The evolution of basketball is happening in real time during the 2017 NBA Finals. LeBron James and Kevin Durant are logging minutes at center, there’s shooting at nearly every spot on the floor, and pace is being pushed to its logical extreme.
The game is getting smaller, faster, and more skilled with each passing year. The teams at the top of the 2017 NBA draft better be taking notice. To survive in these Finals, you need long, versatile athletes who can switch every screen on defense. You need unselfish players with high basketball IQs who always make the right play on offense. Even having one or two non-shooters on the floor will compromise the entire balance of any given lineup.
It’s only natural to think about the incoming draft class through the lens of the Finals. Who in this draft will actually be able to stay on the floor against Golden State or Cleveland? Markelle Fultz is an easy answer, but there’s one name I keep thinking about: Kansas freshman Josh Jackson.
Jackson has the defensive versatility that’s become a prerequisite in today’s game
It isn’t enough to be a one-position defender anymore. The ideal defensive player for the modern game needs to be able to check traditional point guards through oversized wings. Jackson is uniquely equipped to handle the job.
First and foremost, Jackson is a great athlete. That manifests on offense with highlight reel dunks, but it’s just as functional defensively. He has excellent lateral quickness that lets him slide his feet with a wide range of offensive players. Watch him stay in front of Kansas State’s Wesley Iwundu (an intriguing draft sleeper) and force an ugly shot:
It’s evident that Jackson takes pride in his defense. He plays with a rare competitive fire and doesn’t take possessions off. Even if his wingspan is a little shorter than you’d like (a shade under 6’10, per DraftExpress), he’ll make up for it by getting a loose ball, taking a charge, or intercepting a pass to quickly turn defense into offense.
Ultimately, Jackson’s best attribute as a defender is his versatility. He should be able to switch screens and guard up to four positions. You can make an argument that Jonathan Isaac has the highest defensive upside of any player in this draft, but Jackson is the safest bet to thrive on that end from the moment he enters the league.
Jackson is an unselfish and gifted passer
It was immediately apparent early in his college career that Jackson was an advanced playmaker. I made this highlight reel of his best passes on Nov. 30 — only seven games into his lone season at Kansas:
Jackson is an unselfish player with a great feel for the game. He wasn’t worried about trying to boost his draft stock by scoring a lot points. He only wanted to help Kansas win as many games as possible.
Watch the way he’s able to beat his man without a pick, suck in multiple defenders once he gets in the paint, and make a crafty bounce pass to teammate Carlton Bragg for a layup:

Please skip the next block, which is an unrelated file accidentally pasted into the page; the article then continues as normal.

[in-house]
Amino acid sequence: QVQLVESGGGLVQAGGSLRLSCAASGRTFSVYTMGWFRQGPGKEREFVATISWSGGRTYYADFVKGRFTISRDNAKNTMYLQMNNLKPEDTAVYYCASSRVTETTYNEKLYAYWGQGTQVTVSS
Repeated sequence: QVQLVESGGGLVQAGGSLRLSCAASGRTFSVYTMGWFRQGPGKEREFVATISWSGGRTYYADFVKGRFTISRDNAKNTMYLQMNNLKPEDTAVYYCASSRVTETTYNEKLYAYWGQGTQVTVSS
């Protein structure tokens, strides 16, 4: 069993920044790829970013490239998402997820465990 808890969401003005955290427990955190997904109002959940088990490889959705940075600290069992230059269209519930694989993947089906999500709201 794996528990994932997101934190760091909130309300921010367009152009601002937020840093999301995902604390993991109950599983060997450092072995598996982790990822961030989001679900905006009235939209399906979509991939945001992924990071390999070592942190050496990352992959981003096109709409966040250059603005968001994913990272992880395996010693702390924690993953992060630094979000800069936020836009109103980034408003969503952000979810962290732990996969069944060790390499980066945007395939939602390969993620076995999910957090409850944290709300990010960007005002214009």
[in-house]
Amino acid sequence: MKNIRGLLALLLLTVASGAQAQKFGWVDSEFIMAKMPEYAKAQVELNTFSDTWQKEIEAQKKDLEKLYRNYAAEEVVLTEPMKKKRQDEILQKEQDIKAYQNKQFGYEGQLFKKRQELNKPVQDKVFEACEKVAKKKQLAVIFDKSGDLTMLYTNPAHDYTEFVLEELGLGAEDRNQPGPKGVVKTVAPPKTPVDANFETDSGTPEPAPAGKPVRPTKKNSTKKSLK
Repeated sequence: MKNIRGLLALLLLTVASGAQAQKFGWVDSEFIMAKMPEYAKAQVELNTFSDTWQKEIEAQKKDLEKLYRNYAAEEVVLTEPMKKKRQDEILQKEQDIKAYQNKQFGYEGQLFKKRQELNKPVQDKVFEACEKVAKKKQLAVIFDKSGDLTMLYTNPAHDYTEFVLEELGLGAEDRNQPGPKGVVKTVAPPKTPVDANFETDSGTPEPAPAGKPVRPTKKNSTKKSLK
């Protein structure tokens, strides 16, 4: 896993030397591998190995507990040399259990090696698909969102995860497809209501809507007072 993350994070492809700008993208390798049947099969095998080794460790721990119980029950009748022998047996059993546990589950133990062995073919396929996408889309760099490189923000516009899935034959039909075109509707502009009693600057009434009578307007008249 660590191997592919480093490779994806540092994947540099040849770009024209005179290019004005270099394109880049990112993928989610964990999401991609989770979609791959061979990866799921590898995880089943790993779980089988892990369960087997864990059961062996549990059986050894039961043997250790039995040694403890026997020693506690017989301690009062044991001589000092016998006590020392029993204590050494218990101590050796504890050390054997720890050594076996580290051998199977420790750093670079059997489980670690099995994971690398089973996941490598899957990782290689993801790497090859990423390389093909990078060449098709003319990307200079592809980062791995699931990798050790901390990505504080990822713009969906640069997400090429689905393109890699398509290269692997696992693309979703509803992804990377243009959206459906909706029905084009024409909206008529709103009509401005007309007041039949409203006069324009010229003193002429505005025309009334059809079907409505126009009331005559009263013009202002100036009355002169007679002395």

My favorite Jackson pass all season didn’t even count for an assist:
This highlight is remarkable. Beautiful full court pass, then another great pass, followed by a rim-rocking slam! pic.twitter.com/vCyHWFoJSc— Jayhawk Video (@JayhawkVideo) February 11, 2017
Jackson’s ability as a creator is what separates him from the draft’s other top wing, Duke’s Jayson Tatum. Just about the only question in Jackson’s skill set is his jump shot., but there are reasons to be optimistic about that, too.
Jackson won’t be a total non-shooter
Jackson finished the year as a 37.8 percent three-point shooter ... but only a 56.6 percent free throw shooter. Shooting will never be the foundation of his game, but I think he’ll at least be capable in catch-and-shoot situations from NBA range.
Jackson closed the year on a tear, knocking down 48.1 percent of his threes (on 3.1 attempts per game) over the final 18 games. He was shooting the ball with a lot of confidence by the end of the season. Here’s a triple over a closeout by Jarrett Allen — another first-round pick in this draft who boasts elite length with a 7’5 wingspan:
If he continues this progress, Jackson should at least become a league-average shooter from deep. As long as that’s the case, he’ll force defenses to respect his shot and be able to use his speed to attack closeouts.
Two plays in a game against Baylor show how effective he can be like that:
Jackson does so many little things well that it adds up to what should be a really good player. As the Warriors are proving, an ability to guard multiple positions on defense and make the right reads on offense is invaluable. In that sense, Jackson resembles a junior version of Golden State veteran Andre Iguodala — all the way down to the poor free throw percentage.
There are better isolation scorers in this draft. There are better pure shooters. But when it comes to competing on every play and showing a versatile skill set on both ends of the floor, Jackson has a lot to offer. You only need to watch the NBA Finals to notice that.